It’s a tough time to catch cod.
The term "wharf rat" once described the young Canadian children who earned pocket money hustling cod byproducts throughout the coastal towns of Newfoundland and Labrador. As they grew up, many left the wharves on inshore, dragging and trawling fleets in search of white gold.
“Wharf rat” is now an anachronism. Twenty-seven years ago, the once bountiful coastal waters became increasingly fruitless, prompting a Canadian moratorium on the industry. Up to that point, cod supported over five-hundred thousand inhabitants of the region – the catching, transportation, and processing of the fish directly or indirectly tied most families to the singular species. As cod fell to 1% of previous numbers, the indefinite suspension of the industry with the goal of rebuilding offshore populations presented the largest industrial closure in Canadian history.
What followed may best be described as a socio-economic dumpster fire. If you put yourself in the wet, salt-encrusted boots of a Canadian cod fisherman, you would see why. Under two percent of rural inhabitants of Newfoundland and Labrador (the backbone of the cod industry) pursued a university education. The sudden closure, though not entirely unexpected, directly sparked the largest mass layoff in Canadian history. Thirty-thousand fishermen found themselves unemployed overnight, many of which had sunk tens to hundreds of thousands of dollars in fishing vessels and gear now useless and unsellable. In response, the Northern Cod Adjustment and Rehabilitation Program (NCARP) was passed to alleviate a portion of the economic burden on the frozen industry. The program offered weekly payments ranging from $200 to $500 to former fishermen, as well as training meant to siphon workers into remaining industries. Two years later, NCARP was replaced by The Atlantic Groundfish Strategy (TAGS), which envisioned similar goals.
Each program failed to address the underlying issue. Ask any autoworker in Detroit; trying to overcome monumental industrial change cannot be accomplished with stagnant solutions. The Canadian relief programs had the effect of subsidizing the social reluctance to move on from the phantom fishing industry. Many found the re-education programs inadequate and of little practical use. Continuing with the Detroit correlation, the response to a tanking industry an inadequate safety net is a mass exodus. The years immediately following the moratorium saw a historic 10% drop in the province’s population, compared to a 10.6% increase in the Canadian population across all provinces.
The global community must take the Candian cod crisis as a warning of the effects of fish depletion on the labor landscape; currently, the largest threat to the global fishing industry is climate change. In brief, rising ocean temperatures negatively affect marine productivity by destroying marine ecosystems, particularly coastal reefs. The 2015 Paris climate agreement detailed specific effects on the global fishing catch, highlighting an expected decrease of up to 12.1% by 2050, based on different emissions models. More troubling is the amount of regional variability, localizing many effects to tropics and, in particular, the South Pacific. Fishing is the dominant industry for the smaller nations in the Oceania region, and drastic changes in catch could produce massive unemployment similar to that still being experienced by Canada. For countries with substantially smaller budgets available for aid programs, fishing industry unemployment could bring unprecedented devastation.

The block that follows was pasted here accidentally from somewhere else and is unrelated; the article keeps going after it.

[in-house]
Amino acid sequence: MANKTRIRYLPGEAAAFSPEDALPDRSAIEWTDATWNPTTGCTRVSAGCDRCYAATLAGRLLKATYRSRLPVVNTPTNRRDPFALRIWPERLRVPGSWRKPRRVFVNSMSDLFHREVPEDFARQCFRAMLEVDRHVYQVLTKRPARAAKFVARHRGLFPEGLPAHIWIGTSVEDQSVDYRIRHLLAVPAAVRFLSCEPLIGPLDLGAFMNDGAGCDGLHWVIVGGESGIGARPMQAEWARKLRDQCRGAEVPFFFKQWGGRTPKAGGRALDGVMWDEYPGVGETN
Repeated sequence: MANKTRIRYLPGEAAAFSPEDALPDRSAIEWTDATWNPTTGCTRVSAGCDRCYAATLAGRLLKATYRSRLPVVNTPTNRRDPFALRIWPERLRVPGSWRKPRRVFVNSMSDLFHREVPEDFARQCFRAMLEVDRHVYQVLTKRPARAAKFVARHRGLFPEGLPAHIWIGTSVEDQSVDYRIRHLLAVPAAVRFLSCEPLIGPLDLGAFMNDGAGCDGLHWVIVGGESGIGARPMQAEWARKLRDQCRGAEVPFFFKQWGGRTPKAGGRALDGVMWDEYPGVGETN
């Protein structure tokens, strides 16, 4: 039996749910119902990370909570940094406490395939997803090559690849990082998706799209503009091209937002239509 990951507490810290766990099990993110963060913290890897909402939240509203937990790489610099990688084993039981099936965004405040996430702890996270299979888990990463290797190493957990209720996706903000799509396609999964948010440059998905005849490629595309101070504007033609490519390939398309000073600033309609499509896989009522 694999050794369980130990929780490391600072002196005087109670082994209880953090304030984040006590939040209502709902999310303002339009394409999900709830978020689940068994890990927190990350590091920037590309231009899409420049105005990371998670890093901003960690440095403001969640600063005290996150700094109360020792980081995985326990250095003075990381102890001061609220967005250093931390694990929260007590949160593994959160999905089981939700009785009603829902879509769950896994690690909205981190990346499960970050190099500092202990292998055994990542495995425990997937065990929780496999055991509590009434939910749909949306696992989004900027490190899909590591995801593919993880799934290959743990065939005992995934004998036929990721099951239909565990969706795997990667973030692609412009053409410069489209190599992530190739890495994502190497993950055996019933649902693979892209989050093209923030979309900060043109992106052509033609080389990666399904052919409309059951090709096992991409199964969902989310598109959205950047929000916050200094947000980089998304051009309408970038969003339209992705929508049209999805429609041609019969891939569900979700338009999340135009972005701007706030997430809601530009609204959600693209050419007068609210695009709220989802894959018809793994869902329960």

The key to finding solutions to similar industrial collapse may lie in a New England town that faced a similar issue in the late nineteenth century – Nantucket. The small town was once the whaling capital of the world, sending ships across oceans to foreign whaling grounds to craft oil. A combination of over-fishing and petroleum advances shrank the industry and Nantucket’s population, halving in a span of thirty years. On paper, Nantucket’s fate seemed sealed much like that of Newfoundland and Detroit. However, in the period between the island’s decline and the present day, Nantucket found a new identity through the tourism business. Whale-watching excursions now leave the same port that processed thousands of whale carcasses decades before.
The transition from fishing to eco-tourism has a range of benefits. For one, it builds an economic stake in protecting lucrative natural resources thus encouraging sustainability. If regions under threat of fishing collapse begin to embrace the tourism industry early, it raises the chances of having an alternative industry that is open to those who have lost their employment. Industrial switching-costs are far less than those faced by Canadian fishermen unsuccessfully trained for industries to which they could not commit.
Countries with a vested interest in their marine resources must embrace economic transitions or accept their spot next to the Nantucket whaler, Detroit autoworker, or wharf rat in the pages of industrial extinction.